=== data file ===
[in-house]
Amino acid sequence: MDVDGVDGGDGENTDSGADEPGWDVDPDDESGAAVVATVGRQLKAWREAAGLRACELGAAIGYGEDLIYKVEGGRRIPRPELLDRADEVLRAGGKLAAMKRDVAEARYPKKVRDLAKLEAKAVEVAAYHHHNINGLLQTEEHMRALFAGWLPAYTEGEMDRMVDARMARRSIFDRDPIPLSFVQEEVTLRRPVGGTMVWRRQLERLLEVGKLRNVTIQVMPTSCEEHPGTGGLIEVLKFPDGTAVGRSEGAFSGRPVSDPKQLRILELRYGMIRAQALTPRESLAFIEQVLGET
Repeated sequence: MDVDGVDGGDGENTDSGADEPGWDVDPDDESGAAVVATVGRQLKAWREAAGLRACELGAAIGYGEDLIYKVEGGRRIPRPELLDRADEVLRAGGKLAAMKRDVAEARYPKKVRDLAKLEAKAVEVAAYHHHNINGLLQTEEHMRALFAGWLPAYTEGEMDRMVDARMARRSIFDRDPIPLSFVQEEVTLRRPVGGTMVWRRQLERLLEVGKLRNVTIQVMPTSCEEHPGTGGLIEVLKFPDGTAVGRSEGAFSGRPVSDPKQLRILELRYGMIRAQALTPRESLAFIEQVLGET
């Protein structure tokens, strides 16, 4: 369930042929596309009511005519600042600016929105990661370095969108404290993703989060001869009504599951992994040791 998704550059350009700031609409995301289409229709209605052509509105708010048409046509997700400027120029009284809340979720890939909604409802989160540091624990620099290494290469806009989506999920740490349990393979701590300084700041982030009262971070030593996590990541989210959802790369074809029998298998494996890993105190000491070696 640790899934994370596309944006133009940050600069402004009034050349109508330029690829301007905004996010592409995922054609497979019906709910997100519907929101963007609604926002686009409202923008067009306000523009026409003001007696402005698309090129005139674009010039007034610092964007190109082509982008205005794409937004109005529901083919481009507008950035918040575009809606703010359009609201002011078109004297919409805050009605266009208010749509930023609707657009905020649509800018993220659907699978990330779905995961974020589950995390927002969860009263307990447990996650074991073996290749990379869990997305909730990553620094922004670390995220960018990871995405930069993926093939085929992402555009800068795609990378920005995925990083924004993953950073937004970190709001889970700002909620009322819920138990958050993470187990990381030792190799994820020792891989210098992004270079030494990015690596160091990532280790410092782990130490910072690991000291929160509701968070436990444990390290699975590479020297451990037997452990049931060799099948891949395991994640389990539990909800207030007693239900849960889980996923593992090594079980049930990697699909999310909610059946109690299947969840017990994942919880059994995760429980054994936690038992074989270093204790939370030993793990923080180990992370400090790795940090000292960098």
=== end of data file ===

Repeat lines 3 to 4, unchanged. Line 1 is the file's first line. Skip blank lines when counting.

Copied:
Repeated sequence: MDVDGVDGGDGENTDSGADEPGWDVDPDDESGAAVVATVGRQLKAWREAAGLRACELGAAIGYGEDLIYKVEGGRRIPRPELLDRADEVLRAGGKLAAMKRDVAEARYPKKVRDLAKLEAKAVEVAAYHHHNINGLLQTEEHMRALFAGWLPAYTEGEMDRMVDARMARRSIFDRDPIPLSFVQEEVTLRRPVGGTMVWRRQLERLLEVGKLRNVTIQVMPTSCEEHPGTGGLIEVLKFPDGTAVGRSEGAFSGRPVSDPKQLRILELRYGMIRAQALTPRESLAFIEQVLGET
């Protein structure tokens, strides 16, 4: 369930042929596309009511005519600042600016929105990661370095969108404290993703989060001869009504599951992994040791 998704550059350009700031609409995301289409229709209605052509509105708010048409046509997700400027120029009284809340979720890939909604409802989160540091624990620099290494290469806009989506999920740490349990393979701590300084700041982030009262971070030593996590990541989210959802790369074809029998298998494996890993105190000491070696 640790899934994370596309944006133009940050600069402004009034050349109508330029690829301007905004996010592409995922054609497979019906709910997100519907929101963007609604926002686009409202923008067009306000523009026409003001007696402005698309090129005139674009010039007034610092964007190109082509982008205005794409937004109005529901083919481009507008950035918040575009809606703010359009609201002011078109004297919409805050009605266009208010749509930023609707657009905020649509800018993220659907699978990330779905995961974020589950995390927002969860009263307990447990996650074991073996290749990379869990997305909730990553620094922004670390995220960018990871995405930069993926093939085929992402555009800068795609990378920005995925990083924004993953950073937004970190709001889970700002909620009322819920138990958050993470187990990381030792190799994820020792891989210098992004270079030494990015690596160091990532280790410092782990130490910072690991000291929160509701968070436990444990390290699975590479020297451990037997452990049931060799099948891949395991994640389990539990909800207030007693239900849960889980996923593992090594079980049930990697699909999310909610059946109690299947969840017990994942919880059994995760429980054994936690038992074989270093204790939370030993793990923080180990992370400090790795940090000292960098």